It is a step-by-step procedural flowchart guide to do tasks in order to increase efficiency of your business. Similar to flowcharts or diagrammatic representations you have made in school, flowcharts outline the methodology of beginning your start-up, how to keep it running and earning. The main components are input, timeline, resources, transformation and output. The steps include 1. Name the process 2. aim and scope of the particular process 3. Identify KPIV (key process input variables) 4. Identify KPOV (Key Process Output Variables) 5. Assigning Responsibilities 6. Control points to regulate that next step is taken only after the preceding task has been executed.
It is the behind the scene-work, and because you are a start-up, you can handle it on your own or download a business flowchart software, instead of hiring anybody to handle Operations. You will customize your flowchart depending on your field—service provider, product manufacturer, restaurateur, retailer.
Use of technology to maximize output by automating (using machines instead of manpower) different business processes, like logistics and supply management, auditing, hiring staff, managing employees’ leave requests.
It reduces wastage of time, increases efficiency and helps conduct routine tasks quickly.
It is the examination of your current performance against different performance parameters to determine future feasibility of your intended business idea. You have to identify your resources and intended growth path. You need to ask yourself: Are we on schedule? Are we overcrossing the budget? What has been the cost of production till now? What is the profit? What is the specific time I can make larger profits? Which is the lean period of my business? What more can I innovate? How can I do value addition?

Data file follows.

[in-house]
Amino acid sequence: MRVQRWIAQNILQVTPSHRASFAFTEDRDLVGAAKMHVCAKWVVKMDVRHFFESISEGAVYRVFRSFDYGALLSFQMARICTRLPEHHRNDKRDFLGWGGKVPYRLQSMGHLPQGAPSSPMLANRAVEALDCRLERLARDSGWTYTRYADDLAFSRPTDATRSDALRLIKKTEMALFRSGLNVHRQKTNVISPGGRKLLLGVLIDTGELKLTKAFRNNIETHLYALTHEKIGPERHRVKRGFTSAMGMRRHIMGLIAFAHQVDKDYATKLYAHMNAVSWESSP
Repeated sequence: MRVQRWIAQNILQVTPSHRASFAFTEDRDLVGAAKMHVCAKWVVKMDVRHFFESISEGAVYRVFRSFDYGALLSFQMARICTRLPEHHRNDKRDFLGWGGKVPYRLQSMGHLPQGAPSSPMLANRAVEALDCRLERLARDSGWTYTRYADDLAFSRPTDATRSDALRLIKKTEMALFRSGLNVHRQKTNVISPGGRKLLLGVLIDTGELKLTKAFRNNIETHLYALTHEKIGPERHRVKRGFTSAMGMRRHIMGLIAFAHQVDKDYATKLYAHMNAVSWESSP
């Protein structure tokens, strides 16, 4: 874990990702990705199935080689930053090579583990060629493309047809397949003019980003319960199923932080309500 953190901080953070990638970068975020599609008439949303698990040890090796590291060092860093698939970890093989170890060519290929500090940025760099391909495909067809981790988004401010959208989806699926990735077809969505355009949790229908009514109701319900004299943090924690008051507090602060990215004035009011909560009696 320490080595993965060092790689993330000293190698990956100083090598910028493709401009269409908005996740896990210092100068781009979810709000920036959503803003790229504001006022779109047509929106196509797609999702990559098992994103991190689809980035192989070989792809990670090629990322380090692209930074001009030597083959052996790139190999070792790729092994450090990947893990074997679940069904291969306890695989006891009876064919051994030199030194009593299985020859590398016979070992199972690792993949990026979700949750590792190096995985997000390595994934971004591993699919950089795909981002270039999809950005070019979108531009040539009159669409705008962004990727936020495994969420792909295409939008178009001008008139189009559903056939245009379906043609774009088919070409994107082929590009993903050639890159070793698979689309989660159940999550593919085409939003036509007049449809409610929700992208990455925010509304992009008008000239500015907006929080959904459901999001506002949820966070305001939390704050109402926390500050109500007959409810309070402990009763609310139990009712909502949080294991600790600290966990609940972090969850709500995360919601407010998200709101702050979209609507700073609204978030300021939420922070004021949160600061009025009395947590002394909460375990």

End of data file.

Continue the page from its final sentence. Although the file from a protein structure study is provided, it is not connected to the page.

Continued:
It is basically making a checklist. For a beginner, its important to be ready beforehand for challenges like legal, capacity, production, marketing issues etc. as the business grows which will vary according to the business you are in, like retail, service, technology, manufacturing, etc.
Quantitative/ qualitative analysis
Quantitative analysis includes objective analysis of numbers, figures or hard data while qualitative analysis means subjectively analysing profit or loss and finding the reasons.
Quantitative analysis means examining the ledger for financial data like cost of goods sold (COGS), net profit, gross profit, sales ratio, profit margin, etc. For a small business, you need to check it regularly yourself.
Qualitative analysis looks into how to enhance qualities of your product, like more research into how to make your product better, management skills, marketing techniques, knowing customer feedback, etc.
Documenting your business operations on a software or manually with pen and paper is process documentation. There are various departments in your business, like finance, production, marketing, staff management, so for each process, make a separate document on a software or paper register. There are tools like kiss flow, Bit.ai, Lucid chart, Smart Draw etc. which can help prepare a document which will include inputs like; process name, process boundaries, process inputs, process output, process activities, process role.
For small businesses, it is all the more important because your management skills will improve efficiency and make you disciplined right from the beginning. Good management will only happen when every process is in order and well-documented so that whenever you want to refer back to something, its right there in front of your eyes, and you don’t have to depend on your memory alone.